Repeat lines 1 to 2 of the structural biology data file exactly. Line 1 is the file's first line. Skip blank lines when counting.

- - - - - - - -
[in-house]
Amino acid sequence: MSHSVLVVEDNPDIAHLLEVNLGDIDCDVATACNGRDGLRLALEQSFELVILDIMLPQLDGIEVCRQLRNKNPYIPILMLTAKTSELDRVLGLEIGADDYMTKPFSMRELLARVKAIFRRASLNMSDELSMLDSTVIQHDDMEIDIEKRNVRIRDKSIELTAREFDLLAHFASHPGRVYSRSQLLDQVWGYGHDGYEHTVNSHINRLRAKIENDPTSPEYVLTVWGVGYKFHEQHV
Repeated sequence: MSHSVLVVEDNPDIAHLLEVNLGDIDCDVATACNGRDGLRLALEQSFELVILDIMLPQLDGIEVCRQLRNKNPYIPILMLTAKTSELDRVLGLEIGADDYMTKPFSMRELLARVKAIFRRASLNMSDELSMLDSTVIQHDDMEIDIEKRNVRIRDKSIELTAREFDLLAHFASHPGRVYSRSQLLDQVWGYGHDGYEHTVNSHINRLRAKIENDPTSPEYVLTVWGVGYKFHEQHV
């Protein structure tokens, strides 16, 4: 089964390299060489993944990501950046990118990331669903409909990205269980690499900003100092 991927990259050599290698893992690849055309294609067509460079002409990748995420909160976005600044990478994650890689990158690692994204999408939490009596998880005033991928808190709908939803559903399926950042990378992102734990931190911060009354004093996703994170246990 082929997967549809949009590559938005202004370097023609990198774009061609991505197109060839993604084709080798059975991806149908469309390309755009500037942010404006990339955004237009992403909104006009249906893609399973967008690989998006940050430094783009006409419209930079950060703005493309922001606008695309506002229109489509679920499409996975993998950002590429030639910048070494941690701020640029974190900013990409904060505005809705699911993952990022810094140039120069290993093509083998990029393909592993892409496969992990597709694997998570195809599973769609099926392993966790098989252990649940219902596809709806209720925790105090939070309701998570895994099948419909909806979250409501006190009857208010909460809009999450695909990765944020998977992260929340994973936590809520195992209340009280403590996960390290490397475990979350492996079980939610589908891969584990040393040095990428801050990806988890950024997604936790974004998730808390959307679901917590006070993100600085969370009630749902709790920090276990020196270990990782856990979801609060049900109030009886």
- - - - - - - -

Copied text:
[in-house]
Amino acid sequence: MSHSVLVVEDNPDIAHLLEVNLGDIDCDVATACNGRDGLRLALEQSFELVILDIMLPQLDGIEVCRQLRNKNPYIPILMLTAKTSELDRVLGLEIGADDYMTKPFSMRELLARVKAIFRRASLNMSDELSMLDSTVIQHDDMEIDIEKRNVRIRDKSIELTAREFDLLAHFASHPGRVYSRSQLLDQVWGYGHDGYEHTVNSHINRLRAKIENDPTSPEYVLTVWGVGYKFHEQHV